Those “Jesus is My Homeboy” T-shirts had their moment. Now taking the spotlight in hip/ironic religious wear (who knew such a market existed?) is a company called Styleislam, which produces tees, hoodies, and jackets meant to spread positive promotion of Islam. Conceived as a way to peacefully combat anti-Muslim sentiments, the company’s statement explains that the designs and slogans—like “Muslim by Nature,” “I Love My Prophet,” and “Mini Muslim”—are “not only funky, they also have content. We communicate Islam in a language young people can understand, without sacrificing our values in the process.” While many of Styleislam’s fashions tend to show a lighthearted and cheeky side, others push more serious agendas. One women’s shirt reads in a powerful font, “Hijab: My Right, My Choice, My Life.” Keep reading »
While celebs were drinking champagne at the tents and showing up pants-less to the shows during New York Fashion Week, something more political (but no less glam) was going on in Pakistan.
Just wrapping up its first government-approved Fashion Week, the event aimed to give the country a new image. This is a significant step towards adopting more liberal attitudes towards fashion, a word that one journalist says wasn’t even allowed in the Pakistani vocabulary. “Ten years ago we weren’t allowed to say the word ‘fashion,’” she explains. “We had to go for a ‘cultural event’ with clothes.” Even though 80 percent of Pakistani women wear a veil, the event is forging change by presenting women with options. Keep reading »
When Muammar Gaddafi went to speak at the U.N. General Assembly in September, he drew controversy — he was protested, shut out of local housing, and his nearly two-hour speech was disparaged in the news. But the Libyan leader may have found a new way to speak his message to the people.
While attending a U.N. global food summit in Rome, Gaddafi reportedly brought some 200 women to a local villa, where he lectured them for two hours about his country and women’s roles in the Islamic faith. Keep reading »
Beyonce has postponed an Oct. 25 performance in Malaysia after Muslim conservatives in that country accused her show of being “immoral.” The Pan-Malaysian Islamic Party, Malaysia’s largest opposition group, has called for the cancellation of the show because they say it would promote “Western sexy performances.” A statement released by Marctensia entertainment company says the decision to postpone was made solely by Beyonce. In 2007, she canceled a planned performance after protest threats from the Islamic opposition party, but said at the time it was a result of scheduling conflicts. Female performers in Malaysia are required by law to cover up from the shoulders to the knees, without any visible cleavage. And, last month, Marctensia said Beyonce and others involved had “come to an amicable understanding” about her performance costumes. (But the postponement suggests this wasn’t true.) If the problem here is Beyonce’s bedazzled leotards, we can’t wait to see the more conservative, body-covering versions she comes up with. Can Sasha be Fierce without showing off her legs, booty, and cleavage? Keep reading »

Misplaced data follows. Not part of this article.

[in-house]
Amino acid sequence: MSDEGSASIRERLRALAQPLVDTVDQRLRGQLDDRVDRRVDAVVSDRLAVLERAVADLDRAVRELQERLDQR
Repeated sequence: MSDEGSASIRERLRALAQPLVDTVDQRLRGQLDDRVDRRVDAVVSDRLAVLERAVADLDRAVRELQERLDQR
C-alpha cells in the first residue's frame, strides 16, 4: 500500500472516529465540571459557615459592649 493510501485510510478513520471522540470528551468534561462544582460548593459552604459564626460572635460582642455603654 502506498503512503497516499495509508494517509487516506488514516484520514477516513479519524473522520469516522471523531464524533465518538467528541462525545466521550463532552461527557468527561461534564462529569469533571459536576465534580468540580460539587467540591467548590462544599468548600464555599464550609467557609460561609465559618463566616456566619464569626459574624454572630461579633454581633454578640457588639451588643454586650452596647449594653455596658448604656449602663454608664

In 2007, Beyoncéwas forced to cancel a concert in Malaysia, a predominantly Muslim country, because the fundamentalist Pan Malaysian Islamic Party is “against western entertainment that promotes hedonism.” Now that she’s scheduled to play there on October 25, uber-religious folks are up in arms again and working hard to get her banned. See, in Malaysia, performers are supposed to wear very P.C. clothes and cover themselves from chest to knees. They aren’t allowed to jump, shout, hug or kiss onstage. In other words, fun is not to be had. [AP via Yahoo]
Beyoncé isn’t the only performer who’s drawn the ire of religious countries. Here are five other stars who’ve been banned from countries or came close to it. Keep reading »
There are many reasons why women look for cosmetics without this or that—maybe they’re vegans or maybe they’re very eco-conscious. Another reason? Religion.
For Muslim women, there’s apparently been a gap in the market, due to the lack of non-halal makeup. (Halal refers to the law forbidding, among other things, certain pork and animal products and alcohol.) That said, many Arab women already wear makeup — lots of it. We’re guessing that, perhaps, they’re not all so strict about conforming to Islamic law. Keep reading »
While three sister wives may seem like one big, happy family on Big Love, try having 86! Mohammed Bello Abubakar, an 84-year-old Muslim preacher in Nigeria, has married more women than years he’s been alive and most of his wives are, surprisingly, in their twenties. Can you imagine trying to feed the 170 children he’s fathered?! Neither he nor his wives work, but they somehow manage to pay for the $915 (26.5 lbs) worth of rice they consume each day. Needless to say, the Islamic Authorities in his home state consider him a cult leader, but he fancies himself a shaman who doesn’t believe in modern medicine. Abubakar credits his healing powers with his ability to attract so many women. He told the BBC, “I don’t go looking for them, they come to me. I will consider the fact that God has asked me to do it and I will just marry them… That is why I have been able to control 86 of them.” Um, what a romantic? [BBC] Keep reading »